The Kentucky Constitution prohibits local governments from imposing sales and excise taxes at the local level. Two bills before the legislature this year seek to change that. Senate Bill 135 and House Bill 399 would amend the Constitution to permit the General Assembly to authorize cities and counties to impose a local option sales tax of up to one percent.

Kentucky is long overdue for tax reform. Ranging from state and local income taxes in more than 200 local tax jurisdictions to a narrow application of the sales tax to goods and not services, Governor Steve Beshear was correct in claiming that Kentucky has “an archaic tax system that works against us, not for us,” in his State of the Commonwealth speech earlier this year.

Unfortunately, the governor and legislature is avoiding much needed reforms that would encourage growth and create jobs and has moved to permit localities to tax goods with new sales taxes. Taxpayer groups and local small business oppose this effort because higher tax burdens decrease tax competitiveness, stymie economic growth, and ignore the reality of Kentucky’s genuinely “archaic tax system.”

Because there are so many different tax jurisdictions in the state, this legislation would hurt tax competitiveness not only with border states but within state lines as well. As Tod Griffin from the Kentucky Retail Association points out, “Consumers ‘shop’ sales tax rates between communities within a state. Retailers in a community that elects to impose a local-option sales tax would be put at a competitive disadvantage to those in neighboring communities that elect not to do so. Consumers could save one percent by crossing the county line or, in some areas, by merely crossing the street.”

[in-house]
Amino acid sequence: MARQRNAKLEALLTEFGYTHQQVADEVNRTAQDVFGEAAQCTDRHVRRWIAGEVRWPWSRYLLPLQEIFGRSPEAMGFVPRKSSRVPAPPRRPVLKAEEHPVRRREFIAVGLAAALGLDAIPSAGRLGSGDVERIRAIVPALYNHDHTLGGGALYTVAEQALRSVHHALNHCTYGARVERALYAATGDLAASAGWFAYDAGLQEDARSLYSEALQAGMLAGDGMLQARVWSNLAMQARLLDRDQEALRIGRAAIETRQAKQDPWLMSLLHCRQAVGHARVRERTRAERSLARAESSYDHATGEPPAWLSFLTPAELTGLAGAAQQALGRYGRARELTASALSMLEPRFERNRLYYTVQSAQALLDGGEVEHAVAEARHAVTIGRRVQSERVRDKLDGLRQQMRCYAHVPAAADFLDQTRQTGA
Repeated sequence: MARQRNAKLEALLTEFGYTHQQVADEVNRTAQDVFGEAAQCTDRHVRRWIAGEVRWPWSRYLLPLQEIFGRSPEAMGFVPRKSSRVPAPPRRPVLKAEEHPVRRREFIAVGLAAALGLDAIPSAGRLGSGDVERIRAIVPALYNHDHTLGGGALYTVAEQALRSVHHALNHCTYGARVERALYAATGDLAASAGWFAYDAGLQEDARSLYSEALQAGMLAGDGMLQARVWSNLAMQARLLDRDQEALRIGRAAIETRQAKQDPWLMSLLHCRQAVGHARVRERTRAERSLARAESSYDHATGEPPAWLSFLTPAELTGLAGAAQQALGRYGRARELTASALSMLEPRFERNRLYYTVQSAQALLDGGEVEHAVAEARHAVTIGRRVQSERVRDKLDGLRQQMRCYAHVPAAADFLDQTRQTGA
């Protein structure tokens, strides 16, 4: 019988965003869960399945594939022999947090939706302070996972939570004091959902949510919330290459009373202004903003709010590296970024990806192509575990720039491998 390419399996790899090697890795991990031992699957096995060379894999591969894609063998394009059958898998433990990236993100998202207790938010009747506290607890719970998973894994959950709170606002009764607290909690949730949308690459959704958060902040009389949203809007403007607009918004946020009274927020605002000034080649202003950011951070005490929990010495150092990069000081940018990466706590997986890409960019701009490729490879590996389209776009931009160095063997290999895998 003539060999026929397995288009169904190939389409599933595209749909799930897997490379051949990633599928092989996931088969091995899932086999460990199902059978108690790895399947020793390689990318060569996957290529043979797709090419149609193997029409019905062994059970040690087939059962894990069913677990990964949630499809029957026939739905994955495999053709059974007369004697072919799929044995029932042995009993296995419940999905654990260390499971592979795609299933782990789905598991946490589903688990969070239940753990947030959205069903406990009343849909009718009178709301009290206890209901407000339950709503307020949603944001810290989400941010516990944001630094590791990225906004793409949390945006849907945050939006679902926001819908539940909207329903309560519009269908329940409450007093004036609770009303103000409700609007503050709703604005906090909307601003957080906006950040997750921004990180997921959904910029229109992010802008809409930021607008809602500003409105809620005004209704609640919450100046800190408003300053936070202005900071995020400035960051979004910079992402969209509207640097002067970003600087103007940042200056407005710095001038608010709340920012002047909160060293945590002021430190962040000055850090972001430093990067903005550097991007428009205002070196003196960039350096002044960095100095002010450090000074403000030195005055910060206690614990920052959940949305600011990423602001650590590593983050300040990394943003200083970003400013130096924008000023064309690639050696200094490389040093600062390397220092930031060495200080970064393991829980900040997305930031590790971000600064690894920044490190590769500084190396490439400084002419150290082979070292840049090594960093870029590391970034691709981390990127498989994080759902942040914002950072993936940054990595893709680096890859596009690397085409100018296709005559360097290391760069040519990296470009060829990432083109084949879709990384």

The Kentucky Retail Association predicts that if enacted statewide, a one percent local option sales tax would reduce disposable income by $500 million annually. Given that Kentucky is ranked in the bottom half of all states for the Tax Foundation’s Business Tax Climate rating, HB 399 and SB 135 will exacerbate Kentucky’s waning competitiveness.

Because these bills require voter approval, some have suggested that letting voters decide whether taxes go up locally is common sense. It remains to be seen whether those same pundits support putting local option income tax cuts on the ballot. Kentucky is after all only one of twelve states with local income taxes ranging up to 2.5 percent, on top of the top rate of 6 percent.

Americans for Tax Reform urges legislators to reject efforts to authorize local option sales taxes. Supporters of Kentucky HB 399 and HB 135 will be directly responsible for every dollar in higher taxes imposed by localities if these bills pass and a referendum is successful. As such both bills are a violation of the Taxpayer Protection Pledge.